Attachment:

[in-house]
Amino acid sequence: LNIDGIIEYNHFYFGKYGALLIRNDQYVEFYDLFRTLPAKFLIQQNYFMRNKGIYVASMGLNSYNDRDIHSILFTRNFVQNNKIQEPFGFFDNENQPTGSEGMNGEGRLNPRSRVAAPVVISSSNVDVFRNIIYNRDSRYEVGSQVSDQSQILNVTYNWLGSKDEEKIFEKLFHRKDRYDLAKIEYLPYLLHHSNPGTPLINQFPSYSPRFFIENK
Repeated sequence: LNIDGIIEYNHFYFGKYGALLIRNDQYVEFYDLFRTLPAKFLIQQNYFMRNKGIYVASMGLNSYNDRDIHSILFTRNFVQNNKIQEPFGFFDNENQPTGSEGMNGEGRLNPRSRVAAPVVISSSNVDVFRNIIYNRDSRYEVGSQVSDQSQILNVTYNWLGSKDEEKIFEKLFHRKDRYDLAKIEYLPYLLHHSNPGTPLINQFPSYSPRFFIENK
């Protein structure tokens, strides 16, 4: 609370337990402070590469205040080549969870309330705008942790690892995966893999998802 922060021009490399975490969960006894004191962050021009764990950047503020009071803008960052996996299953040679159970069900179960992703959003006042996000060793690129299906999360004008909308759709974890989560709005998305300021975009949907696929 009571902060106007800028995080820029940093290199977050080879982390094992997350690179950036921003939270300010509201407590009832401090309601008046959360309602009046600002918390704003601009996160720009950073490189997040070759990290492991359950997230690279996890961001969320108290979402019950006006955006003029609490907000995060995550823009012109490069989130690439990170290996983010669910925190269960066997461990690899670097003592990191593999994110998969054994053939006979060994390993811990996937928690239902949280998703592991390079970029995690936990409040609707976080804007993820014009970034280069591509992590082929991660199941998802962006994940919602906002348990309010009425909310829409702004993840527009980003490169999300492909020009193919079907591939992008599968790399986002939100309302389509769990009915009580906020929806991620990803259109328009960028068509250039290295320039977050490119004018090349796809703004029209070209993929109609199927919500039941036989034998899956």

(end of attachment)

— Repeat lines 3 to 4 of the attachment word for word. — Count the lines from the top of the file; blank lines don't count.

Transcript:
Repeated sequence: LNIDGIIEYNHFYFGKYGALLIRNDQYVEFYDLFRTLPAKFLIQQNYFMRNKGIYVASMGLNSYNDRDIHSILFTRNFVQNNKIQEPFGFFDNENQPTGSEGMNGEGRLNPRSRVAAPVVISSSNVDVFRNIIYNRDSRYEVGSQVSDQSQILNVTYNWLGSKDEEKIFEKLFHRKDRYDLAKIEYLPYLLHHSNPGTPLINQFPSYSPRFFIENK
């Protein structure tokens, strides 16, 4: 609370337990402070590469205040080549969870309330705008942790690892995966893999998802 922060021009490399975490969960006894004191962050021009764990950047503020009071803008960052996996299953040679159970069900179960992703959003006042996000060793690129299906999360004008909308759709974890989560709005998305300021975009949907696929 009571902060106007800028995080820029940093290199977050080879982390094992997350690179950036921003939270300010509201407590009832401090309601008046959360309602009046600002918390704003601009996160720009950073490189997040070759990290492991359950997230690279996890961001969320108290979402019950006006955006003029609490907000995060995550823009012109490069989130690439990170290996983010669910925190269960066997461990690899670097003592990191593999994110998969054994053939006979060994390993811990996937928690239902949280998703592991390079970029995690936990409040609707976080804007993820014009970034280069591509992590082929991660199941998802962006994940919602906002348990309010009425909310829409702004993840527009980003490169999300492909020009193919079907591939992008599968790399986002939100309302389509769990009915009580906020929806991620990803259109328009960028068509250039290295320039977050490119004018090349796809703004029209070209993929109609199927919500039941036989034998899956």